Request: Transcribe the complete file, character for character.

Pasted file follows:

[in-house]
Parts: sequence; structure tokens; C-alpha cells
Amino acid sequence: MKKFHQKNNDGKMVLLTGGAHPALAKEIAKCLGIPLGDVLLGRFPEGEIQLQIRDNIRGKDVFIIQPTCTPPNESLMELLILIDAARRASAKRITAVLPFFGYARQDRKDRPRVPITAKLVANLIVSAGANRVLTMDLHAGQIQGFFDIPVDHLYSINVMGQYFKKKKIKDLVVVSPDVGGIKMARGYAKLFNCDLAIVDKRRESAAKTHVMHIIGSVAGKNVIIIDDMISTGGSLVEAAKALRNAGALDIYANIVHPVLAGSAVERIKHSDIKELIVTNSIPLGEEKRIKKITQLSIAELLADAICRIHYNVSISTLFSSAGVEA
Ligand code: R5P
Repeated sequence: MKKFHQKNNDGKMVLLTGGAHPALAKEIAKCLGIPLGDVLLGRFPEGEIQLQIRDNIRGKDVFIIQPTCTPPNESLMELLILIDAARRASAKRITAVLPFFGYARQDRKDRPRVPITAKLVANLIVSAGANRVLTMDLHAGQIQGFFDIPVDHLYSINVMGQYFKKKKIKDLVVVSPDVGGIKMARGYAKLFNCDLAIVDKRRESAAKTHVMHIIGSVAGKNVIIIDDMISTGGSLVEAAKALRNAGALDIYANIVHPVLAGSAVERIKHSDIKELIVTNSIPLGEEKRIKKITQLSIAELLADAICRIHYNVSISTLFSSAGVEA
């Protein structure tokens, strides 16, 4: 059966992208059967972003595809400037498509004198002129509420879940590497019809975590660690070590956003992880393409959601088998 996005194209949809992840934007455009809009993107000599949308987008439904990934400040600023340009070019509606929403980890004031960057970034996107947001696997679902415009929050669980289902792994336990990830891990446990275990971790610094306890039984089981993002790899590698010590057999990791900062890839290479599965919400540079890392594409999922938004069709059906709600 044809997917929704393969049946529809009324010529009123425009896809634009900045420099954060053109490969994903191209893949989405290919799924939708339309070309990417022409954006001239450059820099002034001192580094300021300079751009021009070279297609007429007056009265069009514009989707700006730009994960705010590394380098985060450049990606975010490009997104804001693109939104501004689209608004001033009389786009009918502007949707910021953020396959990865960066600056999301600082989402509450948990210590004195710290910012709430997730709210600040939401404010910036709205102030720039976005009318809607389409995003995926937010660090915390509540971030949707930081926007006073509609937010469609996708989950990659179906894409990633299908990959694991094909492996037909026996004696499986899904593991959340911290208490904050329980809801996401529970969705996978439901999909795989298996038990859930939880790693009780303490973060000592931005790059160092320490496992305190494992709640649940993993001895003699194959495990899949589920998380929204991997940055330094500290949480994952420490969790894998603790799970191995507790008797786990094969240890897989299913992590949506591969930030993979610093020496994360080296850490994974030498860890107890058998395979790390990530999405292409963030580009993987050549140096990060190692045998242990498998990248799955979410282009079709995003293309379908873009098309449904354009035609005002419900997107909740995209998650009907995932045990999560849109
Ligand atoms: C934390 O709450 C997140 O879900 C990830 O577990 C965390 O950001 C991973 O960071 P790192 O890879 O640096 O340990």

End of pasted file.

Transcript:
[in-house]
Parts: sequence; structure tokens; C-alpha cells
Amino acid sequence: MKKFHQKNNDGKMVLLTGGAHPALAKEIAKCLGIPLGDVLLGRFPEGEIQLQIRDNIRGKDVFIIQPTCTPPNESLMELLILIDAARRASAKRITAVLPFFGYARQDRKDRPRVPITAKLVANLIVSAGANRVLTMDLHAGQIQGFFDIPVDHLYSINVMGQYFKKKKIKDLVVVSPDVGGIKMARGYAKLFNCDLAIVDKRRESAAKTHVMHIIGSVAGKNVIIIDDMISTGGSLVEAAKALRNAGALDIYANIVHPVLAGSAVERIKHSDIKELIVTNSIPLGEEKRIKKITQLSIAELLADAICRIHYNVSISTLFSSAGVEA
Ligand code: R5P
Repeated sequence: MKKFHQKNNDGKMVLLTGGAHPALAKEIAKCLGIPLGDVLLGRFPEGEIQLQIRDNIRGKDVFIIQPTCTPPNESLMELLILIDAARRASAKRITAVLPFFGYARQDRKDRPRVPITAKLVANLIVSAGANRVLTMDLHAGQIQGFFDIPVDHLYSINVMGQYFKKKKIKDLVVVSPDVGGIKMARGYAKLFNCDLAIVDKRRESAAKTHVMHIIGSVAGKNVIIIDDMISTGGSLVEAAKALRNAGALDIYANIVHPVLAGSAVERIKHSDIKELIVTNSIPLGEEKRIKKITQLSIAELLADAICRIHYNVSISTLFSSAGVEA
């Protein structure tokens, strides 16, 4: 059966992208059967972003595809400037498509004198002129509420879940590497019809975590660690070590956003992880393409959601088998 996005194209949809992840934007455009809009993107000599949308987008439904990934400040600023340009070019509606929403980890004031960057970034996107947001696997679902415009929050669980289902792994336990990830891990446990275990971790610094306890039984089981993002790899590698010590057999990791900062890839290479599965919400540079890392594409999922938004069709059906709600 044809997917929704393969049946529809009324010529009123425009896809634009900045420099954060053109490969994903191209893949989405290919799924939708339309070309990417022409954006001239450059820099002034001192580094300021300079751009021009070279297609007429007056009265069009514009989707700006730009994960705010590394380098985060450049990606975010490009997104804001693109939104501004689209608004001033009389786009009918502007949707910021953020396959990865960066600056999301600082989402509450948990210590004195710290910012709430997730709210600040939401404010910036709205102030720039976005009318809607389409995003995926937010660090915390509540971030949707930081926007006073509609937010469609996708989950990659179906894409990633299908990959694991094909492996037909026996004696499986899904593991959340911290208490904050329980809801996401529970969705996978439901999909795989298996038990859930939880790693009780303490973060000592931005790059160092320490496992305190494992709640649940993993001895003699194959495990899949589920998380929204991997940055330094500290949480994952420490969790894998603790799970191995507790008797786990094969240890897989299913992590949506591969930030993979610093020496994360080296850490994974030498860890107890058998395979790390990530999405292409963030580009993987050549140096990060190692045998242990498998990248799955979410282009079709995003293309379908873009098309449904354009035609005002419900997107909740995209998650009907995932045990999560849109
Ligand atoms: C934390 O709450 C997140 O879900 C990830 O577990 C965390 O950001 C991973 O960071 P790192 O890879 O640096 O340990």